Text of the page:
Home Christian News Historic Vatican Sentence Leaves Questions About the Power of the Pontificate

Historic Vatican Sentence Leaves Questions About the Power of the Pontificate

If this month’s prison sentences hold up, how they will be carried out is also a complex issue. All the convicted defendants are foreign nationals, with the exception of Becciu, who is the only citizen of the Vatican. The 1929 Vatican treaty with the Italian state, known as the Lateran Accords, provides that Vatican prisoners will be held in Italian prison, with the Vatican covering the cost.

If the Vatican ultimately controls the fate of the seven defendants, the final say will come down to Francis or his successor. As ruling monarchs, pontiffs may offer pardons for those sentenced within the state. A decade ago, Pope Benedict XVI pardoned his butler, guilty of stealing sensitive documents and offering them to journalists in the so-called Vatileaks scandals.

So while a trial aimed at cleaning up the Vatican finances and eradicating the corruption of the Roman Curia seems at first blush to be a win for Francis, the coming legal maneuvers will put on trial the temporal power of the pope and the Vatican’s attempt to to gain recognition in the international community for upholding financial transparency standards.

There is a sense too that the trial’s fallout will test the Vatican’s judicial system given that the pope can dispose of cases freely and unchecked of his citizens. Defense lawyers in the trial repeatedly questioned the rule of law in the proceedings, especially given the pope’s frequent interventions. Francis issued four decrees granting prosecutors and gendarmes extraordinary powers during the trial to support investigators.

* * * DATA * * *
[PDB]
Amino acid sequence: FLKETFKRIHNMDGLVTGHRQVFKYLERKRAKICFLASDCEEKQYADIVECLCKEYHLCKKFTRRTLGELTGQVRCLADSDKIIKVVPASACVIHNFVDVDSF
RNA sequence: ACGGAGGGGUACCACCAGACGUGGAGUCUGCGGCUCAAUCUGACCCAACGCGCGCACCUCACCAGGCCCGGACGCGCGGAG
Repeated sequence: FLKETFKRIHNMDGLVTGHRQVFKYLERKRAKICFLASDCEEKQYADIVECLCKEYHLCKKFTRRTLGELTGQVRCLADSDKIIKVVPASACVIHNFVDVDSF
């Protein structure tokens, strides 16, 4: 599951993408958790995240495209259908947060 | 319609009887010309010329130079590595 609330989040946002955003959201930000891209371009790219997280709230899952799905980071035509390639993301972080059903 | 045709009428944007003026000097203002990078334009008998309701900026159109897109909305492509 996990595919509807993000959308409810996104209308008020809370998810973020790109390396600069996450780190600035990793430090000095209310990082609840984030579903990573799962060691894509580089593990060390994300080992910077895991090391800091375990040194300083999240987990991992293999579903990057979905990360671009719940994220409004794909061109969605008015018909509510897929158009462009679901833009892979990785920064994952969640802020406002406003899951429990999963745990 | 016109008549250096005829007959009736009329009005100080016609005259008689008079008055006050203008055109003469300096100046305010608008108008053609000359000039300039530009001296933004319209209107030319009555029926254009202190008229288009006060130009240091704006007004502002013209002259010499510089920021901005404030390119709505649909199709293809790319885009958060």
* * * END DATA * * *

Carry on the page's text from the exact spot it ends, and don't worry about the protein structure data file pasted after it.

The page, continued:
Luis Badilla, author of the popular Catholic blog The Seismograph, alleged that the trial aimed less at justice than at “serving the narrative of Pope Francis in his fight against corruption.”

In an attempt at damage control, Vatican communication director Andrea Tornielli published an editorial on Saturday stressing that the trial “has shown that the Holy See and Vatican City State have the necessary ‘antibodies’ to identify presumed abuses or misconduct.” He said justice was “administered without shortcuts, following the code of practice with respect for the rights of each person and the presumption of innocence.”

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